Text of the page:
Stranded At Sundance? Myth & Reality
Stranded At Sundance? Myth & Reality
by Marcus Hu
Nearly a decade ago, I formed Strand Releasing with my partners Jon
Gerrans and Mike Thomas and decided to attend this independent film
festival in Utah called the "Sundance United States Film Festival." With
absolutely no money, I asked my friend Alberto Garcia, who was then a
programmer for the festival, if I could crash on his sofa. He obliged.
The event was intimate, friendly -- not the lollapoolaza of independent
film that it has become today. Bob Hawk, who was then working for the
Film Arts Foundation (and is presenting competition entry "Trick" this
week) showed me the ropes. Back then, tickets were easy to get, agents
hadn't caught onto the indie circuit, and thus, there was a lot less
attitude, a lot less bickering.
That year was 1990; I managed to see "Longtime Companion," "Water and
Power," "H-2 Worker," and "Berkeley in the 60's." I stayed for three
days and was completely bitten by the indie spirit. Looking over the
past catalogues which are now dog-eared from all my referencing, I
noticed that the talent has remained consistent. Names like Everett
Lewis, Nina Menkes, James Herbert, Christine Vachon, Todd Haynes,
Allison Anders, James Schamus, Ted Hope, Christopher Munch, Gregg Araki,
etc. all started their careers at Sundance and have remained true to the
independent core at the heart of their work.
I've established many long term relationships during my years at
Sundance and it's given me the opportunity to meet many artists I've
admired. What other festival would you find Bruce La Bruce chatting with
Faye Dunaway? Or a place where Hal Hartley professes his admiration for
Araki's films? Or see Brad Pitt hedging at the gates of a gay festival
party hosted by Mickey Cottrell for half an hour. Or witness Harvey
Weinstein attacking his competitor.
Extraordinary and massive, there is no festival in the United States
with such status and esteem as Sundance. It has grown far beyond what it
was in 1990; since then, attaining such a level of mystique that its
reputation is defined by more myth than experience. Before going on, I'd
like to address some of these myths and the realities behind them:
Myth #1: "It's all about who you know; it's political."
The Reality: Ask myself, Christine Vachon, Tom Garvin, the folks at Good
Machine or any of the execs at any of the indie studios and you know
what, we've all been rejected by Sundance. In fact, we're always biting
our nails, like everyone else, waiting to hear if we've made it in. The
fact is -- with our so-called pre-approved reputations, our submissions
are under even closer scrutiny by the festival selection committee.
Myth #2: "My film didn't make it into Sundance; I'm ruined."
The Reality: "Swingers," "The Daytrippers," and "The Cruise" are all
recent examples of films that didn't make it into Sundance and yet
secured distributors and performed well, both critically and
commercially. There are other festivals where filmmakers can showcase
their films and remember this bit of tradition; even winning an award at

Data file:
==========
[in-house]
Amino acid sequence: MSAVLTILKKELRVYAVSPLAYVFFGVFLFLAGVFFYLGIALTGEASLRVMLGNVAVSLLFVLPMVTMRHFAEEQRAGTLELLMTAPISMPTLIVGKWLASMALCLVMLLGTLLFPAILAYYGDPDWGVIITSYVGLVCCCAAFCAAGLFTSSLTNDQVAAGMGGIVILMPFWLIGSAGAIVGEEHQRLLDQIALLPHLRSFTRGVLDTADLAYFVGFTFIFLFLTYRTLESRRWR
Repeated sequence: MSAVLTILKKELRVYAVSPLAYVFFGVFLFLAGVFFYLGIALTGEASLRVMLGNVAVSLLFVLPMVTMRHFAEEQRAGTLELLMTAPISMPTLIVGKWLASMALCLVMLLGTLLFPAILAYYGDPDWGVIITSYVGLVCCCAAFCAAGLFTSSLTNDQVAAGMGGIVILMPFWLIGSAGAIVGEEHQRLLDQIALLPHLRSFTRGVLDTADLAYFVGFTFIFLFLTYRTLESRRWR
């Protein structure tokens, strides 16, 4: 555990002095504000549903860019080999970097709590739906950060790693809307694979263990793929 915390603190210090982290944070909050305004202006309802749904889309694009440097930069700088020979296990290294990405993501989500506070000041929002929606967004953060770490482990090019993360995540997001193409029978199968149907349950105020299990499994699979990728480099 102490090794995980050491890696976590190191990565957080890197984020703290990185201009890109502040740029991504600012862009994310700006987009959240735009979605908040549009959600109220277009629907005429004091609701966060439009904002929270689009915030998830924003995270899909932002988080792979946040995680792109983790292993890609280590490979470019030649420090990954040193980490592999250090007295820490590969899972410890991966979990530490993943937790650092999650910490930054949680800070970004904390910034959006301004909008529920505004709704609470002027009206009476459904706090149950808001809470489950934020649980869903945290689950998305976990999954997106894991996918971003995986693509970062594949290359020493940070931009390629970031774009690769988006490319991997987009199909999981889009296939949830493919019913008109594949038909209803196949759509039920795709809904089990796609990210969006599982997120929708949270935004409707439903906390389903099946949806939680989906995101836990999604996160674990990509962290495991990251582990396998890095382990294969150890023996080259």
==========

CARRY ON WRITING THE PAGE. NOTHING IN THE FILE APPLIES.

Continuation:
Sundance doesn't necesssarily guarentee box office success.
Myth #3: "The Sundance selection committee chose bad films."
The Reality: Well, first of all the committee chooses films from a crop
of what's available. Second, the selections are done by committee --
which is comprised of human subjectivity. Films are not chosen for their
marketability; they are chosen for personal taste -- this is the central
difference between a market and a film festival. The reason Sundance is
becoming closer to a market is not because the films chosen are more
commercial, but because of the high number of world premieres.
We've all heard complaints like these; worries and insecurities blossom
as the business and the festival expands each year. Personally, I know
many people who complain that it's too crowded; there's too many crappy
films. I've seen fights break out on a daily basis. I've seen executives
kick and shout (myself included) when they are told: a.) You can't come
into the screening; it's full; b.) You can't come into the party; it's
full; c.) You can't come into my condo; you're a dick; d.) You can't
bring that slice of pizza into the theater. That's also Sundance.
Despite those opportunities to mix with talented artists and make new
friends, there's something about the atmosphere in Park City -- perhaps
it's the attitude, perhaps it's the crowds -- that increasingly makes
everyone a little punchy. Working too hard, partying too hard, most
people generally act like they did when they were in high school.
Cliques form, the acquisitions dogs all hang out together traveling in
packs. If one acquisition person walks out on a screening, often it will
cause a domino effect which I'm sure causes anxiety for the filmmakers
just waiting to slit their wrists at such a sight. Yet with all the
posturing and the power-games, the complaints and the contention, there
is one thing that unifies everyone at this festival and ultimately, it
is that we all love films.
And there is no doubt about it; Sundance has enabled this love of film,
influenced it and now it seems, reinvented this independent film world
that so many of us hold so dear. As the years go on and the Sundances
mount with increasing intensity, indie film has a cache of being cool
like never before. For better or for worse, it's entered the realm of
the hip, Gap, MTV audience. I'm sure that it, like other fads, will fade
and someday, even Sundance will become just another film festival.
[Marcus Hu is the co-founder and co-president of Strand Releasing.
Upcoming releases include Sundance entries, "Edge of Seventeen" and "I
Stand Alone." Hu also recently associate produced "Billy's Hollywood
Screen Kiss," and "Latin Boys Go to Hell" and produced Gregg Araki's
"The Living End," among others.]